1. an estimate, often itemized, of expected income and expense for a given period in the future.
2. a plan of operations based on such an estimate.
Planning your budget goes hand-in-hand with executing a successful meeting or event. Your budget will determine the experiences you're able to provide your attendees and your return on investment. In this Education Essentials, you'll gain insight into how other meetings professionals are planning their budgets, how to budget in the midst of economic uncertainty, creative tips and tricks for making the most out of your budget dollars, and more.
How Your Peers Budget
This month, FICP released the findings of the Spring 2019 Pulse Survey, highlighting key topics within the industry including the state of the market, sourcing trends and negotiation tactics. Listen in on FICP’s first-ever podcast to hear Mike Dominguez, President & CEO, Associated Luxury Hotels International and Joe Scully, Past FICP Chair, and Senior Director, Meeting & Event Management, John Hancock Financial Services dissect the results with Jennifer Squeglia, FICP Board Member and Chair of FICP’s Influence Committee.
The survey found budgets were one of the top-cited reasons meetings professionals are making changes to meeting/event formats in the next 12-18 months, and fewer hospitality partners are reporting increases to room rates and F&B costs, availability and booking of international destinations.
Budgeting for Uncertainty
Budgeting can already feel ambiguous sometimes. So what happens when you’re trying to create a budget in a year of potential economic uncertainty? It's important to understand how economic fluctuations factor into your future fiscal cycle. In a recent blog post, Kyle F. Jordan, CAE, CMM, CMP, Director of Conferences and Meetings at the Financial Planning Association, provides budgeting hacks to prepare meetings professionals for the predicted economic slow-down, which include considering virtual meetings, reviewing historical data, adding a contingency line to your budget and more.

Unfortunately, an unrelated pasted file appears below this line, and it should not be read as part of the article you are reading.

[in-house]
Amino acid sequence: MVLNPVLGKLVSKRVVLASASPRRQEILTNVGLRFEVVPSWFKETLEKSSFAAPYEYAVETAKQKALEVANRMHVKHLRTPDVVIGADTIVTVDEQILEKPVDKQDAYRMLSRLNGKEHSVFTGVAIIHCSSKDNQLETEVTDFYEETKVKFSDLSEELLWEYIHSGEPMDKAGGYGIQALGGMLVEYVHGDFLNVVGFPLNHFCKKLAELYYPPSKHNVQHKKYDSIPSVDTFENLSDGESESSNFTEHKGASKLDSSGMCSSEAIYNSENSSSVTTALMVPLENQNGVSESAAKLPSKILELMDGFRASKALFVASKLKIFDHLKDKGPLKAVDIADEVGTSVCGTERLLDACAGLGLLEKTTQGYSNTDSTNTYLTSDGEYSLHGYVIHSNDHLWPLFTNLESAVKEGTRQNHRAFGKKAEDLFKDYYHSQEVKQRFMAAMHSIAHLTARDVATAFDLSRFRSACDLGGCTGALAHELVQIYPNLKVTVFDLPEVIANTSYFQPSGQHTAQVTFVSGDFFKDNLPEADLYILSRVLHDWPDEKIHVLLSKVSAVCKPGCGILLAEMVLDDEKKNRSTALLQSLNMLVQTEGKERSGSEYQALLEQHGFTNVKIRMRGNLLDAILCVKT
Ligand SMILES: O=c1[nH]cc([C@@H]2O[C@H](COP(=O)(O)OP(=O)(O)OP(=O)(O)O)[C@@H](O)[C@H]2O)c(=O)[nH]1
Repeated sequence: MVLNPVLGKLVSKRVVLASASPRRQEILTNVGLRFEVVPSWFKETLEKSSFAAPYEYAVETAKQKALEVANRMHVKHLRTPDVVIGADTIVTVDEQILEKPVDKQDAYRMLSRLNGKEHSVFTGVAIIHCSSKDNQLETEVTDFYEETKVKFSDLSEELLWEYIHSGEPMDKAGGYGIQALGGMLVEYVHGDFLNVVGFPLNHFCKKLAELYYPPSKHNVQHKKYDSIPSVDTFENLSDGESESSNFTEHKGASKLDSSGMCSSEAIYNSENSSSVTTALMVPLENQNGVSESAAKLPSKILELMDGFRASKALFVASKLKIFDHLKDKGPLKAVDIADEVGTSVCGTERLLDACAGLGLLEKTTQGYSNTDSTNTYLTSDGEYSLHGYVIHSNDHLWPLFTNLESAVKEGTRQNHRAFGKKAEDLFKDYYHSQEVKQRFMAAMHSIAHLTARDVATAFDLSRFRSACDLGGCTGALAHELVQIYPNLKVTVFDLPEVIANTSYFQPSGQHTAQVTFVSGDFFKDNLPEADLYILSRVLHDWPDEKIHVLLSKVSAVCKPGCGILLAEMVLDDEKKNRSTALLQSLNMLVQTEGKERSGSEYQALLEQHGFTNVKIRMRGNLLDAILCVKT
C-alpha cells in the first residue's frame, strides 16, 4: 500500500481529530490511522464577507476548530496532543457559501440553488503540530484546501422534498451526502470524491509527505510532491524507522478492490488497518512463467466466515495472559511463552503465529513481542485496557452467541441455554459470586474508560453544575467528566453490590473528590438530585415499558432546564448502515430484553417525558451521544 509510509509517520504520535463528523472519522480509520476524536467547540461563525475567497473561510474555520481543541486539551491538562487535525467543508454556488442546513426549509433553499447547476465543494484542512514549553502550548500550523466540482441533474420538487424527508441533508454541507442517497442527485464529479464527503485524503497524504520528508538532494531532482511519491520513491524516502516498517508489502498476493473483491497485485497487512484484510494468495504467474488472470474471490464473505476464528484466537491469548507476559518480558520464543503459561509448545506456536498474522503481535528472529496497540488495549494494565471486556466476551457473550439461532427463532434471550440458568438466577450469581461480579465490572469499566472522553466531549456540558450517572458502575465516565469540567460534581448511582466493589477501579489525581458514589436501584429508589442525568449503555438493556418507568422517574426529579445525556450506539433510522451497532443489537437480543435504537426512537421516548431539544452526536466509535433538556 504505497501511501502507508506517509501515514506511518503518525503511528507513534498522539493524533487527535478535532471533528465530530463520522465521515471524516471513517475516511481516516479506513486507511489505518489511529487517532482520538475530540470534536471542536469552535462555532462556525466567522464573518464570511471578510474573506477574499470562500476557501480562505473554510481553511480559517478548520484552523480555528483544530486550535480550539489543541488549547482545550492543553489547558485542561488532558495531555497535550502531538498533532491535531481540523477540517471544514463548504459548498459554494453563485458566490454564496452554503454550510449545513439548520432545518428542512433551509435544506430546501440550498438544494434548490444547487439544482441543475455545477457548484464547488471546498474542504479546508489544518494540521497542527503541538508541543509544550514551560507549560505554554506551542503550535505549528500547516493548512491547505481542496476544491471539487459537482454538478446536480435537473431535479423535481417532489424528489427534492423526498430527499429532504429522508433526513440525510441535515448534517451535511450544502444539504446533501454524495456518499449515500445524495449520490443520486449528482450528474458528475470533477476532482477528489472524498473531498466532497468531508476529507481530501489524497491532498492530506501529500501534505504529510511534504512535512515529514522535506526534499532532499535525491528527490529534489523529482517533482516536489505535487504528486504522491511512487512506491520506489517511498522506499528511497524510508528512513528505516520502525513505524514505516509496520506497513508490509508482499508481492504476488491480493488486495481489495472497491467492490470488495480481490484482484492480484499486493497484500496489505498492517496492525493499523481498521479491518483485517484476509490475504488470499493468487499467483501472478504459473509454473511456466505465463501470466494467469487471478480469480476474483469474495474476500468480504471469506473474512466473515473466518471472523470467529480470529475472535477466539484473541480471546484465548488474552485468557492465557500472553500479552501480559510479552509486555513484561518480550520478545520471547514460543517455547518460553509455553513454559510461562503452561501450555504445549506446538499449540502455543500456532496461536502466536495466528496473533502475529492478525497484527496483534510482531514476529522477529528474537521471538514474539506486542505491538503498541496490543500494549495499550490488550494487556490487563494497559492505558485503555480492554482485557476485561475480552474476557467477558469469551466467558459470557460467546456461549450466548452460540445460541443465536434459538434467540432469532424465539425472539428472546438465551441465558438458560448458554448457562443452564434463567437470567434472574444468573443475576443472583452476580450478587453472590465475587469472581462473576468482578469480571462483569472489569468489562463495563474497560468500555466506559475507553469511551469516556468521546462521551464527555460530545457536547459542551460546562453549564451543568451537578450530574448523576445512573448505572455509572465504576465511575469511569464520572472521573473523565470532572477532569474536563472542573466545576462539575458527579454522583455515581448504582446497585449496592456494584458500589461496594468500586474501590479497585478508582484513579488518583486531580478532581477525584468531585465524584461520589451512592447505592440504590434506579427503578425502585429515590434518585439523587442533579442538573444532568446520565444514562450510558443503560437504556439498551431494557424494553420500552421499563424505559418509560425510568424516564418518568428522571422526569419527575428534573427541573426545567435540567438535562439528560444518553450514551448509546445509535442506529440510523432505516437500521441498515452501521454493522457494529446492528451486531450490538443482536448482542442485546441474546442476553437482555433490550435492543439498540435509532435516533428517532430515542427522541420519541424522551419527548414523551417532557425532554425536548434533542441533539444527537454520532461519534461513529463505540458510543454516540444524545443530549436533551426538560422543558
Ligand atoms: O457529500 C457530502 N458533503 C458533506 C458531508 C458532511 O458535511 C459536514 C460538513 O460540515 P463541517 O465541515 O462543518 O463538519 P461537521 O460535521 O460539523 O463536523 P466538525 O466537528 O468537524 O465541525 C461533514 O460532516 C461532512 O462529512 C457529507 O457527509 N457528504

Back to the Basics
Budgeting. It’s the cornerstone of creating a sustainable meeting or event. It can help determine the scope of the event, return on investment (ROI) and more. In this blog post, Sabrina Colquitt, CMP, TIAA starts with the basics and covers why meetings professionals should budget, what they should consider when budgeting and how to build a comprehensive budget.
Looking for resources and tools to help you get started? Here you can find an online event budget calculator, an event budget template and 60 tips for budgeting.
Less Is More
The key to effective budget planning is to make every dollar count. Whether that means choosing a venue with natural character and charm that doesn't need additional embellishment, or removing dessert at lunch and saving it for an afternoon break, there are plenty of hacks to help you maximize your budget dollars. Check out this article that shares hacks from savvy event pros for doing more with less without sacrificing event experience.
Ask Ed: How Do I Squeeze My Budget?
In this past Ask Ed thread, Ed provides suggestions for squeezing your budget and prioritizing items in your budget, including opting for electronic agendas versus print, forgoing a promotional giveaway for an upgraded experience opportunity and more. Read more and respond to the thread with your own experience trimming budgets.
#TBT - Spice up Your Event Within Budget
At the 2017 FICP Summer Symposium, attendees heard from panelists on how to spice up an event within budget. The session was led by panelists Alyssa Cackler, Nationwide Insurance; Anita Carlyle, MCC Destination Management; and Susannah Frances, CMP, Sun Life Financial. Review the handouts for examples of budget-friendly, creative ideas to incorporate into your next event, including ways you can reuse, recycle and repurpose materials, leverage your program themes across different events, use local student groups to perform and more.
Access Great Content Daily
Follow FICP on Facebook and Twitter to get important updates and timely articles. Here's what you may have missed this month: Don't Blow Up the Budget: How to Spend Less for More